Indeed! Maybe you can find this treasure too. Have a great Friday! And happy reading, whatever you find!

The 1931 Histomap: The entire history of the world distilled into a single map/chart.

The 1931 Histomap: The entire history of the world distilled into a single map/chart..

And, while we are on maps today, how about this “Histomap” – a mapped timeline of all of human history. This is actually an old map (first published by Rand-McNally in 1931), but Slate has brought it back to life via the Internet. Have fun with this one! Here’s the introduction to it; the link above will take you to the site where you can view this unique map.

This “Histomap,” created by John B. Sparks, was first printed by Rand McNally in 1931. (The David Rumsey Map Collection hosts a fully zoomable version here.) (Update: Click on the image below to arrive at a bigger version.)

This giant, ambitious chart fit neatly with a trend in nonfiction book publishing of the 1920s and 1930s: the “outline,” in which large subjects (the history of the world! every school of philosophy! all of modern physics!) were distilled into a form comprehensible to the most uneducated layman.

The 5-foot-long Histomap was sold for $1 and folded into a green cover, which featured endorsements from historians and reviewers. The chart was advertised as “clear, vivid, and shorn of elaboration,” while at the same time capable of “holding you enthralled” by presenting:

the actual picture of the march of civilization, from the mud huts of the ancients thru the monarchistic glamour of the middle ages to the living panorama of life in present day America.

The chart emphasizes domination, using color to show how the power of various “peoples” (a quasi-racial understanding of the nature of human groups, quite popular at the time) evolved throughout history.

40 Maps That Will Help You Make Sense of the World

40 Maps That Will Help You Make Sense of the World «TwistedSifter.

usa-map-02Just yesterday I was given notice of this interesting map collecting blog post, and it contains quite a diverse group of facts and figures for those who want to be in the know. There are some maps here that you should ignore (be advised), but most of these contain useful information. Others are just plain fun, so we include this in our first “Friday Fun” post today. Enjoy!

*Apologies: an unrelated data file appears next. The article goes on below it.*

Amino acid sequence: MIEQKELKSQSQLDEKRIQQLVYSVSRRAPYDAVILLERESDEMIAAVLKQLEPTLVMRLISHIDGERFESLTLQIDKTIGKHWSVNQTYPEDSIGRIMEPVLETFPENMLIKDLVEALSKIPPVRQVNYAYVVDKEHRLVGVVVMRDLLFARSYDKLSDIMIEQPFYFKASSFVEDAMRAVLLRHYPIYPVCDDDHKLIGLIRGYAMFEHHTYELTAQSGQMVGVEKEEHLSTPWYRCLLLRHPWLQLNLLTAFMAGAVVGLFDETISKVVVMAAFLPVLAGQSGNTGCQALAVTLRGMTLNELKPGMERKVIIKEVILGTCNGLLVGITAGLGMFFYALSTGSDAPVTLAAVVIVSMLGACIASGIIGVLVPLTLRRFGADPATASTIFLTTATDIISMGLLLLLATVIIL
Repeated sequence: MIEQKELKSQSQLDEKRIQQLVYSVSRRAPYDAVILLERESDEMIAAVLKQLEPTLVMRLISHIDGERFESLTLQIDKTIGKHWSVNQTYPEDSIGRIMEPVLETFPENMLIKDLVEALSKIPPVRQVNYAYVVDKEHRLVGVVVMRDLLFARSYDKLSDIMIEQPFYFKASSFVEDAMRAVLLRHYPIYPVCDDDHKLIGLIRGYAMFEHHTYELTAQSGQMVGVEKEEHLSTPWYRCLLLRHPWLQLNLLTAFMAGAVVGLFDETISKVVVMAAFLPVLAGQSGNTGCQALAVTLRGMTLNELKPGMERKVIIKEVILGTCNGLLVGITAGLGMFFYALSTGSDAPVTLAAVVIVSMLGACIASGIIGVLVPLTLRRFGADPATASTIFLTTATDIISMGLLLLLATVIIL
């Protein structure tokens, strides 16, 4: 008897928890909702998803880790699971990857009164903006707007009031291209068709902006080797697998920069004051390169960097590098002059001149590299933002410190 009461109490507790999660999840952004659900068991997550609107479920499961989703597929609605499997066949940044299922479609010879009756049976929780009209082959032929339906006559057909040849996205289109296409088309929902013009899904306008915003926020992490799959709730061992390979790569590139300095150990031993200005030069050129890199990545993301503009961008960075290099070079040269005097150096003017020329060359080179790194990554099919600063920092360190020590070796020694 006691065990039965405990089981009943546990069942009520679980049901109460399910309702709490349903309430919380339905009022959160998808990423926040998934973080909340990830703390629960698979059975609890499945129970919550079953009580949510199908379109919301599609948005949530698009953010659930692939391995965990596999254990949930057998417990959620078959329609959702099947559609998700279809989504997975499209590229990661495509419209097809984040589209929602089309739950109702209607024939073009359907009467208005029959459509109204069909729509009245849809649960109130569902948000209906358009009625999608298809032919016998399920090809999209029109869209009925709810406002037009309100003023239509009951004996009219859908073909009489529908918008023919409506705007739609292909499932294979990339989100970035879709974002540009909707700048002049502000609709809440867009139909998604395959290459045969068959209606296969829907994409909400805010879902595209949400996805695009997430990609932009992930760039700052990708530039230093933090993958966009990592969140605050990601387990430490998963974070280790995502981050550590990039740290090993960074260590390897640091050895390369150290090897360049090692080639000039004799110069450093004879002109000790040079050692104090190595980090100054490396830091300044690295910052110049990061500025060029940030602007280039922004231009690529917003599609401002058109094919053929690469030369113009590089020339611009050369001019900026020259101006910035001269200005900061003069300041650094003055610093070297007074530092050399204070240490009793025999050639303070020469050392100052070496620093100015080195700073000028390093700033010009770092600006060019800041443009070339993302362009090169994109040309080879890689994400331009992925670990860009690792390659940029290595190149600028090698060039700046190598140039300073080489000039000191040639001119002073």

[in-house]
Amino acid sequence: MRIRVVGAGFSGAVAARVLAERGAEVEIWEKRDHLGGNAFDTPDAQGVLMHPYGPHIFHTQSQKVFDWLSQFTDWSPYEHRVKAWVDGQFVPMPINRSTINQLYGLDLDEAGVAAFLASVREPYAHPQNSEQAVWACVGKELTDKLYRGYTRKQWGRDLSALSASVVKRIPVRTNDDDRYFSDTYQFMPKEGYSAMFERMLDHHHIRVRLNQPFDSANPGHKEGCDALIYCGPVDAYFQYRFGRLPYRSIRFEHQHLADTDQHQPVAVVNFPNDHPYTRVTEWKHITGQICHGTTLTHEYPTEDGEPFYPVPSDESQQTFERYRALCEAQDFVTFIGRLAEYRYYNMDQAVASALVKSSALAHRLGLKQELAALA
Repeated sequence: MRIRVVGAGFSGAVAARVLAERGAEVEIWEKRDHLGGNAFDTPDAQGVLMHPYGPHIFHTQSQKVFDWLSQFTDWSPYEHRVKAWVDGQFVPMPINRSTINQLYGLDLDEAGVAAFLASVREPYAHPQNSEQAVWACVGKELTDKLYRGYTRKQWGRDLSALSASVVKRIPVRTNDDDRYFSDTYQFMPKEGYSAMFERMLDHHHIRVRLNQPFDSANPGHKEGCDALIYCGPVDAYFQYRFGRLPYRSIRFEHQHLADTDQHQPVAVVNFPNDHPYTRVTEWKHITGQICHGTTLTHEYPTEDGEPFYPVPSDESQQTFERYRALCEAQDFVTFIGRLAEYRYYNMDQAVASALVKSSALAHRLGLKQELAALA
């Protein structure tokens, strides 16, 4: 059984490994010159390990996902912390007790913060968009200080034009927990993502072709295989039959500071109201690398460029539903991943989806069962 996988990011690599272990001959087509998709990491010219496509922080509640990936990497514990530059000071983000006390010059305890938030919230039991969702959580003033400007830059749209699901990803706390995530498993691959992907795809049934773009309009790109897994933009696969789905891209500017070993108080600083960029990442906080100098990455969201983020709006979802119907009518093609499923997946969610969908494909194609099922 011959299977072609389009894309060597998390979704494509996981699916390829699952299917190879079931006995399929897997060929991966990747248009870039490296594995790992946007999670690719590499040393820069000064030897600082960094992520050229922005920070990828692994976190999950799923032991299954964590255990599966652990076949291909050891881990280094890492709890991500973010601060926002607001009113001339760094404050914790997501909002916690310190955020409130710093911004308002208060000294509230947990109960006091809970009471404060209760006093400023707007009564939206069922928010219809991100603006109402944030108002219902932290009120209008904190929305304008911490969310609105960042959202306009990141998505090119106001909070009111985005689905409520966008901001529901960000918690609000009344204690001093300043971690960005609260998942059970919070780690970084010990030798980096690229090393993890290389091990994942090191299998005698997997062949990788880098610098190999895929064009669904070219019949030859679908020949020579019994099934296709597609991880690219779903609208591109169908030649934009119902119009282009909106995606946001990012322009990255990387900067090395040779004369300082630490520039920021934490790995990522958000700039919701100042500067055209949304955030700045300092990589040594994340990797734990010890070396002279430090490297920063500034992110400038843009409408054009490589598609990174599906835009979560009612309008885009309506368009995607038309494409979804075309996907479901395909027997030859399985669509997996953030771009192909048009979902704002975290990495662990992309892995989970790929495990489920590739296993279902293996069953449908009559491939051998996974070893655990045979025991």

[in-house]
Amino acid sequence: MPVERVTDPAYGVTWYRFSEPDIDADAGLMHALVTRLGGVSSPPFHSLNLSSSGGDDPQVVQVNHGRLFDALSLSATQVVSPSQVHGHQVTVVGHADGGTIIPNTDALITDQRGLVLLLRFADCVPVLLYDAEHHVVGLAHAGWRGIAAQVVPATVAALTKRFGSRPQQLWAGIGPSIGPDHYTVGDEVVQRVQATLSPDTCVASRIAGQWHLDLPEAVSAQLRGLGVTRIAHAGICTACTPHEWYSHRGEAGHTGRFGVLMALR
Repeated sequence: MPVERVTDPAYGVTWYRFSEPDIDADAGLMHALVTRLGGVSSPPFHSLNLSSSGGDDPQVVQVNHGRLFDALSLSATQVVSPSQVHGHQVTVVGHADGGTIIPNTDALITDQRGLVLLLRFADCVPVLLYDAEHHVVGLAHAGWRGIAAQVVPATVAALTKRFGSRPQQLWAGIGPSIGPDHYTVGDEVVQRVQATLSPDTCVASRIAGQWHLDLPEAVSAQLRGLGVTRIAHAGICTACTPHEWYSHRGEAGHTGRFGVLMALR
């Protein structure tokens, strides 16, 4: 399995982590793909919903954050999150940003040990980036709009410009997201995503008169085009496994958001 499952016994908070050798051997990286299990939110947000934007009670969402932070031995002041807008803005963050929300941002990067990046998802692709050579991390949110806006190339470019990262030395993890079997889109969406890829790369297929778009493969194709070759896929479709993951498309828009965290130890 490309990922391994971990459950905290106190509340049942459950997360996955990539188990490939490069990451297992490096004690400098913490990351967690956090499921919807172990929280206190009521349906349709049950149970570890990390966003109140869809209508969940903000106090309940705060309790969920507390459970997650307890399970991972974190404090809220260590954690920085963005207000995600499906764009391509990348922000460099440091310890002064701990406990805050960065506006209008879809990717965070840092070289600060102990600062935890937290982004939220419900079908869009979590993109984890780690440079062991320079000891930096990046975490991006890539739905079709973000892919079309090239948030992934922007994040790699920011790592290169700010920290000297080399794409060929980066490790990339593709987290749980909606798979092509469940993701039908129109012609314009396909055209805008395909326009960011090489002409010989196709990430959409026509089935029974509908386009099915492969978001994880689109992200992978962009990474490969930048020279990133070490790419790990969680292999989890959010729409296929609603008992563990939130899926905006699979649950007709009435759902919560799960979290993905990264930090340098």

Here is the author’s brief introduction:

If you’re a visual learner like myself, then you know maps, charts and infographics can really help bring data and information to life. Maps can make a point resonate with readers and this collection aims to do just that.

Hopefully some of these maps will surprise you and you’ll learn something new. A few are important to know, some interpret and display data in a beautiful or creative way, and a few may even make you chuckle or shake your head.

Published in: on September 6, 2013 at 6:17 AM  Leave a Comment  

Rare 1897 Flipbook of Boxing Match

Library Journal.

Flipbook-1Does anyone remember these little “flipbooks”? While I don’t go back quite this far (1897!), I do remember books like this from my childhood, although the ones I recall were more cartoons than real life scenes. And, judging from the images on the web, they are still being made.

In any case, this 1897 flipbook is a real treat and captures a famous boxing event. The Library Journal featured this this past week (originally posted June 10, 2013). Here’s the link to see the book “in action”, and below is the brief introduction to it.

Imagine the impact of this 1897 flipbook, before television and radio!  Ringside seats to the championship match mean that the cover of this flipbook has been worn to bits.  I could safely capture a few images from the center to bring one punch back to life for you.

Living Photograph Flip Book. Novelty Export Co, 1897. 2 ¼” x 1 ½”.
James Corbett and Robert Fitzsimmons championship boxing match.

Ireland’s New Stamp Features a 224 Word Short Story

Ireland’s New Stamp Features a 224 Word Short Story | @pritheworld.

This nifty story appeared a month ago (posted June 3, 2013) first in Ireland and then here in the U.S. A rather neat way to introduce a short story – and that by a talented teenager! How’s that for motivating you to write short stories! Have a great Friday!

Irishstamp-short storyThe Irish city that was once a Viking village and is now famous for its literature is Dublin.

The list of writers, poets and playwrights associated with Dublin is a long one. Or perhaps it’s a far-reaching, elongated, and meandering one.

In any case, one on the newest literary voices is a talented teenager. 17-year-old Eoin Moore wrote a short story for a creative writing program for teenagers called Fighting Words.

His story was chosen to be published. But the coolest thing is that it was published on Ireland newest postage stamp. All 224 words of it.

The stamp celebrates Dublin’s designation as a UNESCO City of Literature.

It’s a bright yellow, rectangular stamp (see above) with just enough space to display Eoin Moore’s story, and it’s now available at Irish post offices throughout Dublin…for just 60 cents.

The Free Little Library by Stereotank

The Free Little Library by Stereotank | Colossal.

I have so many items this week for “Friday Fun” – where do I start? – and stop?! A lot of neat (“cool”, “awesome” – take your pick!) items have crossed my screen this past week. Let’s start with this one – a new outdoor miniature library kiosk debuting in New York City this summer. Is this a great idea and design, or what?! Be sure to visit the link above to see the rest of the pictures.

The Free Little Library by Stereotank New York libraries books Recently installed in New York’s Nolita neighborhood the Free Little Library is a temporary outdoor shelving unit that functions as a free library. The clever design protects the books from the weather while allowing people to duck under a cover to see what’s available. The library was designed by Venezuelan design firm Stereotank as part of a collaboration with the Architectural League of New York and the Pen World Voices Festival who have selected 10 designers to build miniature free libraries in downtown Manhattan through September.